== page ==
...wildly satisfying and funny ... Buckley places his story in an historical context, so we have some of the early bit players in the colonies making appearances. But the author cannot help but keep close to his satirical roots ... The Judge Hunter is a satisfying romp through America in the 1600s.
...civilized, light entertainment ... The Judge Hunter, then, is a historical novel, albeit one that adopts the breezy, cheeky manner of George MacDonald Fraser’s accounts of the Victorian scoundrel Flashman ... This new novel reminds us that every sort of prejudice, brutality and fanaticism formed part of the tangled root-ball of our nation ... an enjoyable, if slightly uneven patchwork of the comic, serious, satirical, historical, tragic and utterly inconsequential.
In The Judge Hunter, the satire is mild, for this is mostly a melodrama ... Buckley’s writing is breezy and his descriptions vivid ... Other passages, however, become mere exposition dumps where the narrative pauses before continuing ... One wonders, however, what the comic purpose of swashbuckling perils and improbable coincidences is, other than to convey the fun of writing them. Perhaps for his fans that becomes the fun of reading them.
Buckley masterfully weaves a fictional story with historical fact ... The Judge Hunter is an absorbing mystery/thriller with humorous dialog and characters that resonate and draw in the reader. Buckley’s ability to fuse fact with fiction makes this book a must for not just fans of historical fiction but anyone looking for a great read.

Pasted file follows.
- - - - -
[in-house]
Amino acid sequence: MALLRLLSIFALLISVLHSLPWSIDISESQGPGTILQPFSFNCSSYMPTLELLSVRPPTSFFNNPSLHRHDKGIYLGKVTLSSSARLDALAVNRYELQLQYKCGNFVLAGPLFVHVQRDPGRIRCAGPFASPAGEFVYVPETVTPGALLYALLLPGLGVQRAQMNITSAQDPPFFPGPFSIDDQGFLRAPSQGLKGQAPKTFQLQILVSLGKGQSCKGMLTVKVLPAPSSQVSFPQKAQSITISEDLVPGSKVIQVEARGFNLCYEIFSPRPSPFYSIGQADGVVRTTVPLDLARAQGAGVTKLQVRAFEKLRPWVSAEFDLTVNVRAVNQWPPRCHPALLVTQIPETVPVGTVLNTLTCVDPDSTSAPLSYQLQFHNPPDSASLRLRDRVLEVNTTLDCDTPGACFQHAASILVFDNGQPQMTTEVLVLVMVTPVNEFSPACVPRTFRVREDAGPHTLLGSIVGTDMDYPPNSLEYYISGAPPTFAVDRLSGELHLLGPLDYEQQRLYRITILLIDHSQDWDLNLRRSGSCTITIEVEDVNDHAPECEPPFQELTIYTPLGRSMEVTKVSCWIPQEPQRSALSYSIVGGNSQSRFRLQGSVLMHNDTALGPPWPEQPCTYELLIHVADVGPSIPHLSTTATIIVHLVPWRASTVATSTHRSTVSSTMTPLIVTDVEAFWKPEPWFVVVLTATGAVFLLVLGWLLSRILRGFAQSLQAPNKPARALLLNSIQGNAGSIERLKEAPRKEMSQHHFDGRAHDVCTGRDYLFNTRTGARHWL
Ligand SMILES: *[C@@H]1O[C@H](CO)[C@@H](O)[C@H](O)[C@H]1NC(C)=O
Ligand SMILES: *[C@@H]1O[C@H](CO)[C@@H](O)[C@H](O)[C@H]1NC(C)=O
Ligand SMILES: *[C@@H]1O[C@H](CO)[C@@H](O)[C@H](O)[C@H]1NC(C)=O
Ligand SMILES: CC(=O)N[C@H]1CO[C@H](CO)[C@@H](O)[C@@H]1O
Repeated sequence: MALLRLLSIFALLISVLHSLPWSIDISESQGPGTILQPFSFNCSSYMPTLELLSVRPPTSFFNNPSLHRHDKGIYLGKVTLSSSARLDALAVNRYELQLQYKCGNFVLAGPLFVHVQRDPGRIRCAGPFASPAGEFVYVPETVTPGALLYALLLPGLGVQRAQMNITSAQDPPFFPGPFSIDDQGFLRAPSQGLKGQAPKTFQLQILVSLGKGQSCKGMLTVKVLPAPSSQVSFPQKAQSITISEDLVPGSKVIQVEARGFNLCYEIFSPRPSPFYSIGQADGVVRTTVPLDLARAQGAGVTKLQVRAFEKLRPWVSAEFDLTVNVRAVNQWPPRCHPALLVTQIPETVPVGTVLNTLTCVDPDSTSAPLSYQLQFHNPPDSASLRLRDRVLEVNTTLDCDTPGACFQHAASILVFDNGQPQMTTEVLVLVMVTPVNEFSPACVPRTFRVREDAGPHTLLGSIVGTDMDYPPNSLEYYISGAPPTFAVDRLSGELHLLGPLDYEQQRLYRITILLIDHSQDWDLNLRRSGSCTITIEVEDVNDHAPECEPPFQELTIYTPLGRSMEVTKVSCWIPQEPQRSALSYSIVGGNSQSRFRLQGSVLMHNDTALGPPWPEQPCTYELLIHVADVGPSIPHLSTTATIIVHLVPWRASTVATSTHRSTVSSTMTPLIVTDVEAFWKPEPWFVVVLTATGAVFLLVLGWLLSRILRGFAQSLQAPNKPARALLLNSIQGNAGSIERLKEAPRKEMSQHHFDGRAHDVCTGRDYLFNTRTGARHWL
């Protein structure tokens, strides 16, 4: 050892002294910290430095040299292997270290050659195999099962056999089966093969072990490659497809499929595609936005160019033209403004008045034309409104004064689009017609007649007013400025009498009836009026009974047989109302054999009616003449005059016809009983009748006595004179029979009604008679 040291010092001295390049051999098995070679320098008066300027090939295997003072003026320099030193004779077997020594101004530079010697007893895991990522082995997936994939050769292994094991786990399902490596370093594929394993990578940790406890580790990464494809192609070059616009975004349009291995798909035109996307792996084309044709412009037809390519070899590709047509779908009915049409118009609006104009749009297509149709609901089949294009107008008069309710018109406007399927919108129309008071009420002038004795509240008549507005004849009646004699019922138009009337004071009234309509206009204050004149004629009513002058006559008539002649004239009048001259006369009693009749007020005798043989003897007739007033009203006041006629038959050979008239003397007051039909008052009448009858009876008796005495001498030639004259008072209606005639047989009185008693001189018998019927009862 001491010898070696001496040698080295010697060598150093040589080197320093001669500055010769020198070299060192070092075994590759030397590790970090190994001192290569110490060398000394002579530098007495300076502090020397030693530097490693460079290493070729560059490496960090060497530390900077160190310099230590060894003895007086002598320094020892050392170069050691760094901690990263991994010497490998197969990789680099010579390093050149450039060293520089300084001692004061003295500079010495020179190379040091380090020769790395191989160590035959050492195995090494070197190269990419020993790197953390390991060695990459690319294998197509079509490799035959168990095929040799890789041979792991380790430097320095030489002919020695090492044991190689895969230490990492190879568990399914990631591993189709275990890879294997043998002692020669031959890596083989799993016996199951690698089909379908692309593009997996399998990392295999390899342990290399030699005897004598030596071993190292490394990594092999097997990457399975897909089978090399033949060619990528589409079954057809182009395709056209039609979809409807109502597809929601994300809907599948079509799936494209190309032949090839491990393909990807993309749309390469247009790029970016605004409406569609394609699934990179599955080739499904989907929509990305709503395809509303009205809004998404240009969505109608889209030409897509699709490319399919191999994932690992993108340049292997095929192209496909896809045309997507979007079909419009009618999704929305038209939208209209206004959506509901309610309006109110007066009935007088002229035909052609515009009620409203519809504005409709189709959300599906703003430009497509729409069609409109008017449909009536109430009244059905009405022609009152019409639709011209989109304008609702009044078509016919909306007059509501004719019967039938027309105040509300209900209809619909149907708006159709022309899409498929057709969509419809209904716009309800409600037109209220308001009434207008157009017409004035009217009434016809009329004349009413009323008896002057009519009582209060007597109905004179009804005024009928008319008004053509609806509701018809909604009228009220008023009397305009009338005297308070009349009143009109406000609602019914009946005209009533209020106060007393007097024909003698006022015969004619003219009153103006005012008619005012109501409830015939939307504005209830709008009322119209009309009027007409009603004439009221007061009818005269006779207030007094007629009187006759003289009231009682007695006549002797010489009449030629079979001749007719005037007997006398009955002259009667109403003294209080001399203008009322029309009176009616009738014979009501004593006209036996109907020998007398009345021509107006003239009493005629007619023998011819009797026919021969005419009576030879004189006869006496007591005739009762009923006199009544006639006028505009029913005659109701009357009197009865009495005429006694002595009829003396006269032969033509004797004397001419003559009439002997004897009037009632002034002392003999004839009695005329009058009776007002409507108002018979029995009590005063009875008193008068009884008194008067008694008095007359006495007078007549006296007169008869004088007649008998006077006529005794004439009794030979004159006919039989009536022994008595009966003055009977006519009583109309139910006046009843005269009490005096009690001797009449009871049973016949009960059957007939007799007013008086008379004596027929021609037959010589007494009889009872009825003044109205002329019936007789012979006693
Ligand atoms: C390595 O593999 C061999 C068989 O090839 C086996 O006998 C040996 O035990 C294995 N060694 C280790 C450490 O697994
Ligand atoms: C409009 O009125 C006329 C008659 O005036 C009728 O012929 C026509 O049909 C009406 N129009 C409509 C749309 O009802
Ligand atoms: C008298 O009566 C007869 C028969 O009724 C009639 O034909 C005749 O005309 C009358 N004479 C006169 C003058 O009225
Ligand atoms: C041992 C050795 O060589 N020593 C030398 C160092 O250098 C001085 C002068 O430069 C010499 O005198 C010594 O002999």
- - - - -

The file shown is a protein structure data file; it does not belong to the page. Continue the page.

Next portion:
Christopher Buckley is one of the sharpest, most wickedly funny, big-hearted political satirists we’ve got ... Like The Relic Master,The Judge Hunter is a brisk and invigorating trot into the political and religious nuttiness of old. It also combines real and imagined historical characters, a boisterous plot, and a couple of serious themes that resonate with the current climate of D.C. ... Despite The Judge Hunter’s overall comic tone, its author has some serious points to make about bigots, hypocrites, and religious fanatics — not to mention authorities who implicitly condone violence against any dissenters. The result is a deft combination of serious matters with the author’s bracingly rational attitude and penchant for dry, slightly snarky humor. It’s just a hoot.